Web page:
Today the concussion debate centers around the NFL and the numerous stories of players committing suicide or suffering form dementia and other brain-related illnesses. But the concussion problem is much bigger than the NFL.
Legislation for federal funding to help protect student athletes from concussions got the National Football League’s backing Monday in the shadow of the stadium where the Super Bowl will be played this weekend.
NFL Senior Vice President Adolpho Birch joined two New Jersey lawmakers in support of legislation drafted following the 2008 death of a New Jersey high school football player.
The proposal by Sen. Robert Menendez and Rep. Bill Pascrell involves national concussion guidelines currently under development for schools and youth sport programs by the U.S. Centers for Disease Control and Prevention. The legislation would authorize a 5-year grant program to bring those guidelines to school sports programs nationwide.
Doctors focused on lowering risk of sports concussions and long-term head injuries introduced Hit Count, a data-driven personal analysis platform backed by Dr. Chris Nowinski of Sports Legacy Institute.
Hit Count was designed to establish guidelines for help parents and coaches regulate the allowance of brain trauma in children.
“It felt like my brain was floating on a cloud inside my head,” Nic Latham says, a former Denison student athlete who had to be excused from playing due to excessive head trauma from lacrosse.
For the amount of talk that goes into head injuries causing memory loss, the first concussion seems to stick in the brains of the affected like superglue.
Latham, the former midfielder and a face-off specialist who earned all-state honors as a junior in high school, continues, “It was April 30, 2011. I was knocked out for 10-15 seconds or so and then was very dizzy. Once the adrenaline came down from playing, I got a pretty bad headache and whiplash to the point where I couldn’t move my neck for a week.”
For the National Hockey League, Tuesday will either be the first day of a serious regeneration process, or the first day of truly entrenched denial.
Recently, 10 former players launched a class action lawsuit against the league claiming it didn’t do enough to protect them from concussions. The lawsuit alleges the NHL is guilty of “historically ignoring the true risks of concussive events, sub-concussive events and/or brain injuries suffered by NHL hockey players” and of “refusing to address the issue of brain injuries despite a growing body of medical opinion establishing such a linkage and their own study of the issue.” And, apparently, “refusing” to change its rules to effectively protect players.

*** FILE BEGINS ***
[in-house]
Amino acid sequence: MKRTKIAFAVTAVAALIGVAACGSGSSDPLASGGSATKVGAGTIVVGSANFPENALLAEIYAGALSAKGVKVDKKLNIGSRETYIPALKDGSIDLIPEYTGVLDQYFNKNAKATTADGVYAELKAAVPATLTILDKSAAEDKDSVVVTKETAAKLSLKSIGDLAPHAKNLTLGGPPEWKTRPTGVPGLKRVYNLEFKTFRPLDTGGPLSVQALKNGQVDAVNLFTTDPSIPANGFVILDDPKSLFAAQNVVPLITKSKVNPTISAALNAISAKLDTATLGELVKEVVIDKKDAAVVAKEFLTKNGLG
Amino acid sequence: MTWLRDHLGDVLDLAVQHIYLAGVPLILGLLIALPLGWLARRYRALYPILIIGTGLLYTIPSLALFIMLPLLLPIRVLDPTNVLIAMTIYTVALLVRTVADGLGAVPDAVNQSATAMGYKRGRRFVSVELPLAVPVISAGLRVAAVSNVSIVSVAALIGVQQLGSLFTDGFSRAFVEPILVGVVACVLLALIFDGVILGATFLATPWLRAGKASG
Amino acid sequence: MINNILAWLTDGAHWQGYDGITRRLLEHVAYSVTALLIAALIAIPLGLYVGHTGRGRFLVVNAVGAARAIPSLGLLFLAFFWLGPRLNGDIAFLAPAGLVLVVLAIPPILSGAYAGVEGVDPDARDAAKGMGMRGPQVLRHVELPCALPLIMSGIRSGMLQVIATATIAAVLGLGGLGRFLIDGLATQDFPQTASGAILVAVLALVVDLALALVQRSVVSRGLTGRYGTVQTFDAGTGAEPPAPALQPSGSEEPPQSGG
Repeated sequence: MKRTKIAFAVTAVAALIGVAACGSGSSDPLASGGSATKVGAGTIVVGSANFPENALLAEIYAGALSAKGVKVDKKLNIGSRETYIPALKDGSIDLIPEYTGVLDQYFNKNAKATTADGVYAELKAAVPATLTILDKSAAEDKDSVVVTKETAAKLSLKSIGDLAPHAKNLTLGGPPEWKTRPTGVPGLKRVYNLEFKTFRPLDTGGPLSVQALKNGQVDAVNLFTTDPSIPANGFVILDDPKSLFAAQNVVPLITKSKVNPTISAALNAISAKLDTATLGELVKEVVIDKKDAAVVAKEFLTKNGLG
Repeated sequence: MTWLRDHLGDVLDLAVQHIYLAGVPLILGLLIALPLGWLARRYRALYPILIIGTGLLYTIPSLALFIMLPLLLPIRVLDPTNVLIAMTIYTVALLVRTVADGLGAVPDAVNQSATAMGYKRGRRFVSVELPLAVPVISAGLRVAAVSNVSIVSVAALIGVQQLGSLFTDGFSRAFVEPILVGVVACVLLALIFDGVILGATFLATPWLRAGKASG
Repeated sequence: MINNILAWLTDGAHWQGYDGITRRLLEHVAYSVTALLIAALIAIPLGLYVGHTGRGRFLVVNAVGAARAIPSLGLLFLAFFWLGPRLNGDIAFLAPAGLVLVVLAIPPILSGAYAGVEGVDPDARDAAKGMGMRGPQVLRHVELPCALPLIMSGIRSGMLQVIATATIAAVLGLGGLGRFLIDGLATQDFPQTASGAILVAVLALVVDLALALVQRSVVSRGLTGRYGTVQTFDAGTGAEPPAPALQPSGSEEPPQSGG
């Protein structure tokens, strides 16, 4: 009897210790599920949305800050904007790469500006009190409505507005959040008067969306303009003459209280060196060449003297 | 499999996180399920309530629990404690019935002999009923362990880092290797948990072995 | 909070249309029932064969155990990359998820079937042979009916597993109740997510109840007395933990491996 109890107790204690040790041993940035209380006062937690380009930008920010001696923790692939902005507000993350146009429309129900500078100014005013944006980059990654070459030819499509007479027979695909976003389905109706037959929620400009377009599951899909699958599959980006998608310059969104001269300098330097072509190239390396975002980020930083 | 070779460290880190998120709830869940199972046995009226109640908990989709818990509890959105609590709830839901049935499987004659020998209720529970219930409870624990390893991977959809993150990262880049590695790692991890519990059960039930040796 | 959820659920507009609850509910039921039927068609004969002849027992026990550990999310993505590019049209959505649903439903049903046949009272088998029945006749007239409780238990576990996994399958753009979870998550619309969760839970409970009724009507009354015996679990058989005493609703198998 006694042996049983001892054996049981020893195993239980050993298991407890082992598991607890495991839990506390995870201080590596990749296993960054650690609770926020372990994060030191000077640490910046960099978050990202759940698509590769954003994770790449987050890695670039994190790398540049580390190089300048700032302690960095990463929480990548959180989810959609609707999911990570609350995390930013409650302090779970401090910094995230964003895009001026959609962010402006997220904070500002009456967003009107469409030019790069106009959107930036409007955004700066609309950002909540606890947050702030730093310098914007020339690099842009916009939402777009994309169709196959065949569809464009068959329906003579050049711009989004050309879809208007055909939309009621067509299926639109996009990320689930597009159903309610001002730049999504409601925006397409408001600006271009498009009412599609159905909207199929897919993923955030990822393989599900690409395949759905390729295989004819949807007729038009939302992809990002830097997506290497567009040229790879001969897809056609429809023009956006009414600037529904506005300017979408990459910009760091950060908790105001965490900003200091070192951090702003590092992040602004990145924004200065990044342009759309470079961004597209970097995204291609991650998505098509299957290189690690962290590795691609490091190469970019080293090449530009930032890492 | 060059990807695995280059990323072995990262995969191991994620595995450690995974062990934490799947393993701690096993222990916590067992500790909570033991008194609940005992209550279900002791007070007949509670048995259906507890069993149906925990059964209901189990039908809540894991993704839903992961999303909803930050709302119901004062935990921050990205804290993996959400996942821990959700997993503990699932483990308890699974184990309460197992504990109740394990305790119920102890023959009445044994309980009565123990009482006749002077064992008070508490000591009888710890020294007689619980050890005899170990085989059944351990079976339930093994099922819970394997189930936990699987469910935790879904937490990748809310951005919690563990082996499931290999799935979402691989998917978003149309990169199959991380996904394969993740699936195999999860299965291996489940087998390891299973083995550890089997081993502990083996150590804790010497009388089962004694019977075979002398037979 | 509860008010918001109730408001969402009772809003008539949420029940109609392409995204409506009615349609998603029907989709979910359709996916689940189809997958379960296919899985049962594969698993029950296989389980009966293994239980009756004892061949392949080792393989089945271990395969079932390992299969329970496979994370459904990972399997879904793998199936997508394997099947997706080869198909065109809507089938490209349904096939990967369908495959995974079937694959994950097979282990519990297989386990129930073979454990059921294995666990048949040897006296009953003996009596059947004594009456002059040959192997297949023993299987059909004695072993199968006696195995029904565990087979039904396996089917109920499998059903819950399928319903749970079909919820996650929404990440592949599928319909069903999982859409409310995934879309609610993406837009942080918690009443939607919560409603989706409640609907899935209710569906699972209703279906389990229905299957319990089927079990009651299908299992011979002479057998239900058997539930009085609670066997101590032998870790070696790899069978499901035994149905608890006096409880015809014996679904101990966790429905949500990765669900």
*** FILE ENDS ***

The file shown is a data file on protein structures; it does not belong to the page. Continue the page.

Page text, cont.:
A coach’s job, especially in high school, can be a difficult one when it comes to player safety.
Sometimes when a game is on the line, the temptation to push that player is always there. Even when a coach senses that his or her player is hurt, when the player says he or she can go, that coach is faced with the tough decision of rather to send the player back out there or whether he or she needs to sit the player out.
A new state law in California will hold private and charter schools to the same sports safety standards as public schools.
Assembly Bill 588 was signed into law in September 2013 and went into effect Jan. 1. The bill stipulates that if a student in a school athletic activity is suspected of suffering a head injury during practice or a game, that student may not play for the rest of the day.
Schools and sports clubs across Scotland are being sent a new leaflet with a “potentially lifesaving message” about the dangers of concussion for youngsters.
An author of a new medical study said the high cost of paying injured N.H.L. players should push the league to stiffen what he described as inadequate measures to prevent brain trauma, including rules that still allow fighting.
“N.H.L. owners need to do a better job of protecting their athletes — if not for their players, then for their own pocketbooks,” said the author, Dr. Michael Cusimano, a neurosurgeon at St. Michael’s Hospital in Toronto.
The hard-working, fun-loving people who run Sports Are for Everyone (SAFE), a nonprofit program for children with challenges, will now have volunteer support from the U.S. Navy.